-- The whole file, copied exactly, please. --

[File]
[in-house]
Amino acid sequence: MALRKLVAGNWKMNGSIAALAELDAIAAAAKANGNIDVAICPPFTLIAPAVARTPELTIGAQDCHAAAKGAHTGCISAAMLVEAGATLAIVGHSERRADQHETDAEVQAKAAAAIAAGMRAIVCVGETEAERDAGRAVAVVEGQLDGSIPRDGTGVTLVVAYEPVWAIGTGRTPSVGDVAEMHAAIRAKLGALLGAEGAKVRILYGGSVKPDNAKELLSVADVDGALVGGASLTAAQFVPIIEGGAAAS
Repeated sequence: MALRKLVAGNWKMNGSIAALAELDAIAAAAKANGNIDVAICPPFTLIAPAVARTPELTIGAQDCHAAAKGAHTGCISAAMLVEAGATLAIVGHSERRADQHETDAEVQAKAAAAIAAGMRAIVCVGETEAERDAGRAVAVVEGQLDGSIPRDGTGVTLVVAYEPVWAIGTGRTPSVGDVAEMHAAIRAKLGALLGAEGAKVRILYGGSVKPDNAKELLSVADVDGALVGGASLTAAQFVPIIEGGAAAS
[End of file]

[in-house]
Amino acid sequence: MALRKLVAGNWKMNGSIAALAELDAIAAAAKANGNIDVAICPPFTLIAPAVARTPELTIGAQDCHAAAKGAHTGCISAAMLVEAGATLAIVGHSERRADQHETDAEVQAKAAAAIAAGMRAIVCVGETEAERDAGRAVAVVEGQLDGSIPRDGTGVTLVVAYEPVWAIGTGRTPSVGDVAEMHAAIRAKLGALLGAEGAKVRILYGGSVKPDNAKELLSVADVDGALVGGASLTAAQFVPIIEGGAAAS
Repeated sequence: MALRKLVAGNWKMNGSIAALAELDAIAAAAKANGNIDVAICPPFTLIAPAVARTPELTIGAQDCHAAAKGAHTGCISAAMLVEAGATLAIVGHSERRADQHETDAEVQAKAAAAIAAGMRAIVCVGETEAERDAGRAVAVVEGQLDGSIPRDGTGVTLVVAYEPVWAIGTGRTPSVGDVAEMHAAIRAKLGALLGAEGAKVRILYGGSVKPDNAKELLSVADVDGALVGGASLTAAQFVPIIEGGAAAS